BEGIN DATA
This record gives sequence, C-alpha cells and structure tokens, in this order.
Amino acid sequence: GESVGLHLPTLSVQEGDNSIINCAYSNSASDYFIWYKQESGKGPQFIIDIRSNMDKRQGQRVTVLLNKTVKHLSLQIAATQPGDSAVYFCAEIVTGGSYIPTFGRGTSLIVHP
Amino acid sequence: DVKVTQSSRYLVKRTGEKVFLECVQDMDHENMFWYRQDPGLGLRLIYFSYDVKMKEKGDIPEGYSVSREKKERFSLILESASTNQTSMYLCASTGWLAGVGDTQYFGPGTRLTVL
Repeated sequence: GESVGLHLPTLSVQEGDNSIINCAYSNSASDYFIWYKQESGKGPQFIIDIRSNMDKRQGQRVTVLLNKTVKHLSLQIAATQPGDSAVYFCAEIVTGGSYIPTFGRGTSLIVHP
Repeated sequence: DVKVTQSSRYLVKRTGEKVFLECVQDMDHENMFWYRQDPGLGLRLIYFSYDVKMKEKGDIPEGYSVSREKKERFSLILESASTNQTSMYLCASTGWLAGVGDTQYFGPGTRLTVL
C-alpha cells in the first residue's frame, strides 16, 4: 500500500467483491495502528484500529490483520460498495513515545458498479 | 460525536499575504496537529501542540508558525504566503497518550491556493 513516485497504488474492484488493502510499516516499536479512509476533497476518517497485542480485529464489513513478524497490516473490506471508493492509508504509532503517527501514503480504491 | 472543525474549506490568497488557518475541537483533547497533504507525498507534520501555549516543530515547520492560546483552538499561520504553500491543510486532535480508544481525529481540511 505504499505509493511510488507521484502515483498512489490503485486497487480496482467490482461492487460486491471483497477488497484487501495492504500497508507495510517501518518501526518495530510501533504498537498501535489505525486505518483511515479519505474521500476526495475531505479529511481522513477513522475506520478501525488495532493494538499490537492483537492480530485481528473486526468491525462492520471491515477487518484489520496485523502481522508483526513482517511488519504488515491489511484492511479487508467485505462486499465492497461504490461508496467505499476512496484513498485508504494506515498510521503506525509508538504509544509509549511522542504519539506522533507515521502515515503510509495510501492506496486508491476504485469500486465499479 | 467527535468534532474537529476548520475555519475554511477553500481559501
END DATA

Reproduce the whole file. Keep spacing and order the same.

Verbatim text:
This record gives sequence, C-alpha cells and structure tokens, in this order.
Amino acid sequence: GESVGLHLPTLSVQEGDNSIINCAYSNSASDYFIWYKQESGKGPQFIIDIRSNMDKRQGQRVTVLLNKTVKHLSLQIAATQPGDSAVYFCAEIVTGGSYIPTFGRGTSLIVHP
Amino acid sequence: DVKVTQSSRYLVKRTGEKVFLECVQDMDHENMFWYRQDPGLGLRLIYFSYDVKMKEKGDIPEGYSVSREKKERFSLILESASTNQTSMYLCASTGWLAGVGDTQYFGPGTRLTVL
Repeated sequence: GESVGLHLPTLSVQEGDNSIINCAYSNSASDYFIWYKQESGKGPQFIIDIRSNMDKRQGQRVTVLLNKTVKHLSLQIAATQPGDSAVYFCAEIVTGGSYIPTFGRGTSLIVHP
Repeated sequence: DVKVTQSSRYLVKRTGEKVFLECVQDMDHENMFWYRQDPGLGLRLIYFSYDVKMKEKGDIPEGYSVSREKKERFSLILESASTNQTSMYLCASTGWLAGVGDTQYFGPGTRLTVL
C-alpha cells in the first residue's frame, strides 16, 4: 500500500467483491495502528484500529490483520460498495513515545458498479 | 460525536499575504496537529501542540508558525504566503497518550491556493 513516485497504488474492484488493502510499516516499536479512509476533497476518517497485542480485529464489513513478524497490516473490506471508493492509508504509532503517527501514503480504491 | 472543525474549506490568497488557518475541537483533547497533504507525498507534520501555549516543530515547520492560546483552538499561520504553500491543510486532535480508544481525529481540511 505504499505509493511510488507521484502515483498512489490503485486497487480496482467490482461492487460486491471483497477488497484487501495492504500497508507495510517501518518501526518495530510501533504498537498501535489505525486505518483511515479519505474521500476526495475531505479529511481522513477513522475506520478501525488495532493494538499490537492483537492480530485481528473486526468491525462492520471491515477487518484489520496485523502481522508483526513482517511488519504488515491489511484492511479487508467485505462486499465492497461504490461508496467505499476512496484513498485508504494506515498510521503506525509508538504509544509509549511522542504519539506522533507515521502515515503510509495510501492506496486508491476504485469500486465499479 | 467527535468534532474537529476548520475555519475554511477553500481559501